Rebello et al. (Reference Rebello, Chu and Johnson17) showed that, compared with 628 kJ of HNC plus 282 kJ milk, an equienergetic meal of IO plus milk significantly increased several subjective measures of appetite whereas an equienergetic meal of OFO plus milk did not; these results were associated with a significantly higher initial viscosity of IO compared with both HNC and OFO. Also, Rebello et al. (Reference Rebello, Johnson and Martin34) demonstrated that a meal of 1050 kJ from IO plus 471 kJ from milk elicited greater satiety as measured by less food intake at a subsequent meal than an equienergetic amount of HNC and milk. However, the present results showed that IO elicited a similar or, if anything, slightly higher glycaemic response than both HNC and OFO, and a significantly higher serum insulin concentration than HNC and OFO at 45 min. This is not consistent with the carbohydrates in IO being more slowly absorbed than those in HNC and OFO due to higher initial viscosity, and indeed is more in support of the concept that higher glucose and insulin responses promote satiety as quantified by reduced food intake(Reference Anderson, Catherine and Woodend35). Nevertheless, the glucose and insulin responses elicited by IO and HNC were similar and provide no obvious explanation for the differences in subjective appetite and food intake ratings found by Rebello et al. (Reference Rebello, Chu and Johnson17). It should be noted in the 2016 study that objectively quantified reduced food intake(Reference Rebello, Johnson and Martin34), Rebello et al. fed subjects 1050 kJ from the cereals and 471 kJ from milk; whereas the IO, OFO and HNC test meals we used here were the same as those used by Rebello et al. in their 2014 study(Reference Rebello, Chu and Johnson17) (628 kJ from cereal and 282 kJ from lactose-free, fat-free milk).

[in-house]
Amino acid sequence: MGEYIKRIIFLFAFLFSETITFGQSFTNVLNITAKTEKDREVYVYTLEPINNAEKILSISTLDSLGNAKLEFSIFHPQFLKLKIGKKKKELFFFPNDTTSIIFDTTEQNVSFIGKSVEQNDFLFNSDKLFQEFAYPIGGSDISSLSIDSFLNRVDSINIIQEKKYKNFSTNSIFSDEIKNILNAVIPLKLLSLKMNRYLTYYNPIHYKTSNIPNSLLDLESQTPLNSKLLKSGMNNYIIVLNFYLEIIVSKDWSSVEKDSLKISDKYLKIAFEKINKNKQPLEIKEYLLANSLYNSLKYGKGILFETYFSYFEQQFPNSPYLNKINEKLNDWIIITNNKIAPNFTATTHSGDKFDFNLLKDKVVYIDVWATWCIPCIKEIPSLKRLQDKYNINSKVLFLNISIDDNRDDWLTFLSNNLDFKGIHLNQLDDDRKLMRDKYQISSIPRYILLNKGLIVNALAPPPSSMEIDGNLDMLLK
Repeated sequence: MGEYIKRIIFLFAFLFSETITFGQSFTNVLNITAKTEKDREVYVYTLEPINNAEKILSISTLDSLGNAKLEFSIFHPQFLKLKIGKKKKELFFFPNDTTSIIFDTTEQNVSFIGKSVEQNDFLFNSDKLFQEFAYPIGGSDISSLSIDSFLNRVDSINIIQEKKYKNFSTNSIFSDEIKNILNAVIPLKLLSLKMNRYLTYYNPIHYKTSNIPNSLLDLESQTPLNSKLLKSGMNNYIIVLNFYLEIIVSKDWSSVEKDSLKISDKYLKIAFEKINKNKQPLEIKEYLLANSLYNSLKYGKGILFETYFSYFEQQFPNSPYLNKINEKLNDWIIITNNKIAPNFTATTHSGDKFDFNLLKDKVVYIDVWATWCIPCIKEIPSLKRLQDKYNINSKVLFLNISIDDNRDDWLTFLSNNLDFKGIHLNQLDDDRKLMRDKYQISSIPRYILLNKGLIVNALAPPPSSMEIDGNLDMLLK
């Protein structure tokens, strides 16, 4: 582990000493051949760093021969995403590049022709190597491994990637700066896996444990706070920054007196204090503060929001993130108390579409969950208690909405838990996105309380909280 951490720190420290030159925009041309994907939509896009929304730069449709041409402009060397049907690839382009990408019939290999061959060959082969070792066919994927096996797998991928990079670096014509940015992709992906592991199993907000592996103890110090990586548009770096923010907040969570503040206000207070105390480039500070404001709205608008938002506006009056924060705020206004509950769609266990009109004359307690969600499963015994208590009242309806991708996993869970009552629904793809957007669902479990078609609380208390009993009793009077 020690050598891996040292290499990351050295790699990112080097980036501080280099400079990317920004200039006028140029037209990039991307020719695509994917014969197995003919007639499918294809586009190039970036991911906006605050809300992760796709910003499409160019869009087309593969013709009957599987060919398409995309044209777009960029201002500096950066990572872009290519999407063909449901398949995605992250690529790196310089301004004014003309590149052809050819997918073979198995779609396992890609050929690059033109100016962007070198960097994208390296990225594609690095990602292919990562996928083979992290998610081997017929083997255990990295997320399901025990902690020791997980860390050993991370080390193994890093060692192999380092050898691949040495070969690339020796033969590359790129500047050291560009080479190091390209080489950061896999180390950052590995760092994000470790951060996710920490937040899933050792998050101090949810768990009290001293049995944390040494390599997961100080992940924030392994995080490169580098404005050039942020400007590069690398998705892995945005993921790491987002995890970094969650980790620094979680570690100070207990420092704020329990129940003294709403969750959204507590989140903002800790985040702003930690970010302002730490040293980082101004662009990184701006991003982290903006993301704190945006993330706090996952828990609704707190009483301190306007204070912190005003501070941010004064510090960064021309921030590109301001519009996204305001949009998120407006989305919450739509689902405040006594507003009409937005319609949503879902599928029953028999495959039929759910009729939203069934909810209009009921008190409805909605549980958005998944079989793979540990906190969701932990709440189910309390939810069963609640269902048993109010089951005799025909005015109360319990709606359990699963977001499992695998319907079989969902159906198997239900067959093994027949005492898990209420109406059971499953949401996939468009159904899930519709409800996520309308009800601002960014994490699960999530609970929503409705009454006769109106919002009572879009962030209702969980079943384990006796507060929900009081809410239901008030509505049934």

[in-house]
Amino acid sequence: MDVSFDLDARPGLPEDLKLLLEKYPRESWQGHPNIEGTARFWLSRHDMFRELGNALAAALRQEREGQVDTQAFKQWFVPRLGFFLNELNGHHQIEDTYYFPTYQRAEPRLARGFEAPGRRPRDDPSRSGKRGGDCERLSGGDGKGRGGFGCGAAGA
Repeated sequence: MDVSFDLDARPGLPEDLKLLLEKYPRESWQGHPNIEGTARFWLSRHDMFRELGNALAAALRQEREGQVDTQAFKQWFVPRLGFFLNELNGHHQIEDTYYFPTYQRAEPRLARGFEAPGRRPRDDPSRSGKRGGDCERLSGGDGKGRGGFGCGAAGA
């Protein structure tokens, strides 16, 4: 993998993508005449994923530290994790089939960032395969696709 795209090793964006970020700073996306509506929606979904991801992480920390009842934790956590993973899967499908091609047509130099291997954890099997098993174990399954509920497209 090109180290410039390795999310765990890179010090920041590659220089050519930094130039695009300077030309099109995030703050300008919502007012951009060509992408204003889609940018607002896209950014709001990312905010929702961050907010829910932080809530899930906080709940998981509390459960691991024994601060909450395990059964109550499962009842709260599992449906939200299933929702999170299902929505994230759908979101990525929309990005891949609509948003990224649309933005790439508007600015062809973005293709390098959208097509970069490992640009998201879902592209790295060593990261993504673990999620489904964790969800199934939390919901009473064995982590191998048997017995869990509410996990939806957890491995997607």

We conclude that oat processing affects glycaemic and insulinaemic responses with lower responses associated with less processing. Similar glucose and insulin responses after HNC, IO and OFO do not explain the differences in appetite and food intake previously described.
This research was funded by PepsiCo Inc. No in-kind support from PepsiCo was received by GI Labs or by any of its principals or employees. PepsiCo contributed to the design of the study and provided comments on the manuscript, but had no role in the conduct of the study and no role in the analysis of the samples or data.
T. M. S. W. designed the study, wrote the protocol, conducted the statistical analysis, drafted the manuscript and takes overall responsibility for its content. T. M. S. W. considered the comments provided by the co-authors, but he determined the final content of the manuscript. Y. C. and J. J. conceived of the project, provided the test cereals, reviewed the manuscript, provided critical scientific input and approved the final version. A. L. J., J. C. C. and A. E. contributed to the design of the study, conducted the study and reviewed the manuscript, providing critical scientific input and approving the final version.
T. M. S. W. and his wife and A. L. J. are part owners of GI Labs Inc., a contract research organisation. T. M. S. W., his wife, A. L. J., J. C. C. and A. E. are employees of GI Labs; they have no rights to any intellectual property related to these results and have no financial interest in PepsiCo Inc., or any of its subsidiaries.
J. J. and Y. C. are employees of PepsiCo Inc., which manufactures oatmeal products under the brand name Quaker Oats®. The views expressed in this article are those of the authors and do not necessarily reflect the opinion or policies of PepsiCo Inc.
For supplementary material/s referred to in this article, please visit https://doi.org/10.1017/S0007114519000370